Re: Governance & Income Inequality
From: R Philip Dowds (rpdowdscomcast.net)
Date: Fri, 13 Feb 2015 05:17:09 -0800 (PST)
Great questions.  I agree about distribution of knowledge, power, duty and 
participation — but I also believe in a division of labor as exemplified by the 
sociocratic model.  I think my community, and probably others, spends far too 
time sitting in a big circle and arguing about trivial expenditures like $300 
for a little free library.  And far too little time on the big picture issues 
like membership standing of tenants, a marketing program, or why the arts and 
crafts room gets so little use.

Our communal energy and good will pool is often drained by financial conflict.  
Sadly, household income inequality sometimes appears to be one of the root 
causes.

RPD

> On Feb 13, 2015, at 7:58 AM, Sharon Villines <sharon [at] sharonvillines.com> 
> wrote:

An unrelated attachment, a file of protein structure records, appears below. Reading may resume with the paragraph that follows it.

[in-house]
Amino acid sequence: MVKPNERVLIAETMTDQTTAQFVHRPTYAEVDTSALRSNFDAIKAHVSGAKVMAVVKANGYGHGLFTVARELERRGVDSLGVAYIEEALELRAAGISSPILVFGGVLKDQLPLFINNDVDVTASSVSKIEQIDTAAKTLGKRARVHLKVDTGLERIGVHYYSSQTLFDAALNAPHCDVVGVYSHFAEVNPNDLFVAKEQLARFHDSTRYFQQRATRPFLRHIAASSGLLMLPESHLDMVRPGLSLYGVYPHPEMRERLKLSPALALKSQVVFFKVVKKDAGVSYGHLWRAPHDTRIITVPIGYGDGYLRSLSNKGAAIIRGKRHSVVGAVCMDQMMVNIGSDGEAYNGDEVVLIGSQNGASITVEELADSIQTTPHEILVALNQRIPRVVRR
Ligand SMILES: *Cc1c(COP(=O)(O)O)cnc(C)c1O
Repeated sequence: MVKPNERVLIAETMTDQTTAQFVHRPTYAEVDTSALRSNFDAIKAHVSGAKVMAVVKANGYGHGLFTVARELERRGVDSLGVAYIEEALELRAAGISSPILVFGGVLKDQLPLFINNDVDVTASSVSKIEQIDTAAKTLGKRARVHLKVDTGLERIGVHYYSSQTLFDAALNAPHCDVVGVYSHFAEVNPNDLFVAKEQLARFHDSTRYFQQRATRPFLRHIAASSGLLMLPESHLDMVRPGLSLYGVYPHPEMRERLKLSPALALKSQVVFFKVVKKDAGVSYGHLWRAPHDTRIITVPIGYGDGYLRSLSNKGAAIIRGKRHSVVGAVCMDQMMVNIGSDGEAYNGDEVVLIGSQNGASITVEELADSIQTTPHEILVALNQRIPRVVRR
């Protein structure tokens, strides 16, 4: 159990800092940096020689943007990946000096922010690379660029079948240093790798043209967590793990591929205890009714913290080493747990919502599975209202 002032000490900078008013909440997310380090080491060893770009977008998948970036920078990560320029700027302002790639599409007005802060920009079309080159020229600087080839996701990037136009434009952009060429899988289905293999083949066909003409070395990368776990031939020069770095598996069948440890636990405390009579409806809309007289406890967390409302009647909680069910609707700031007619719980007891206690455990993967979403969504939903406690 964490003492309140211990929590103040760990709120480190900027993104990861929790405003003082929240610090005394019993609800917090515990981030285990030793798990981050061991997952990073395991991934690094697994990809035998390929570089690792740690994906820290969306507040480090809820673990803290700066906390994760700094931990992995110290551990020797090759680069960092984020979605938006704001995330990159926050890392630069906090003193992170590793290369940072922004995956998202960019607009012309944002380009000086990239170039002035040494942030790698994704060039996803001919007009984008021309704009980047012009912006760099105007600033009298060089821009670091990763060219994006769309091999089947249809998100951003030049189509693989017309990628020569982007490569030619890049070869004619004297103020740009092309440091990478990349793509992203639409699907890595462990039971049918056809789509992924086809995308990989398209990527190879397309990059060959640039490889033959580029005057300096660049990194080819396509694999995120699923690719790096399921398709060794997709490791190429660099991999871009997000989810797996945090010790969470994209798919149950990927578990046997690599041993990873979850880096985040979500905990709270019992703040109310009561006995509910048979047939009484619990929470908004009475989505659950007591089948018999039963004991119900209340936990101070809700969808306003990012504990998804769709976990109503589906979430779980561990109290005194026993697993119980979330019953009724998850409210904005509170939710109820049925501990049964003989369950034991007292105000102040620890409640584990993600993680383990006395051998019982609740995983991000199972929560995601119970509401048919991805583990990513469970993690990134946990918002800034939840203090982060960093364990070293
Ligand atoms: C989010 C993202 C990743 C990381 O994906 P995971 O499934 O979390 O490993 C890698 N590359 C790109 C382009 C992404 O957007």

> 
> ---- I understand all the answers to the following questions. I'm just 
> raising them to spark examination of our financial practices-- the basis for 
> the cohousing economy. Liz's message just  happens to raise the issues. The 
> questions are not directed at her community.----
> 
> Why are cohousing communities secretive about finances? With shared ownership 
> and risk, the community lives or dies based on economic as well as social 
> participation. Yet few want to examine that in a way that actually 
> distributes responsibility equally.
> 
> Why should anyone in a community have more information about the workings of 
> the community than others? How is that decided? Why should the treasurer 
> and/or the board know but no one else? 
> 
> Why should some people take responsibility for economic health and not 
> others? 
> 
> Secrecy is the required precondition for abuse.
> 
> Knowledge is power. Why not share the knowledge? Why not share power? 
> 
> Knowledge is also a burden. Aren't we supposed to share it?
> 
> The three values of good governance, as identified by many including the UN, 
> are transparency, accountability, and inclusiveness. They are also the 
> foundation of sociocratic organization and governance.
> 
> Cohousing communities seem loath to govern -- to actually implement the 
> policies they sometimes take years to develop. Or to be realistic about how 
> the community is really being governed and by whom. Unless that happens are 
> we really creating a new society?
> 
> Sharon


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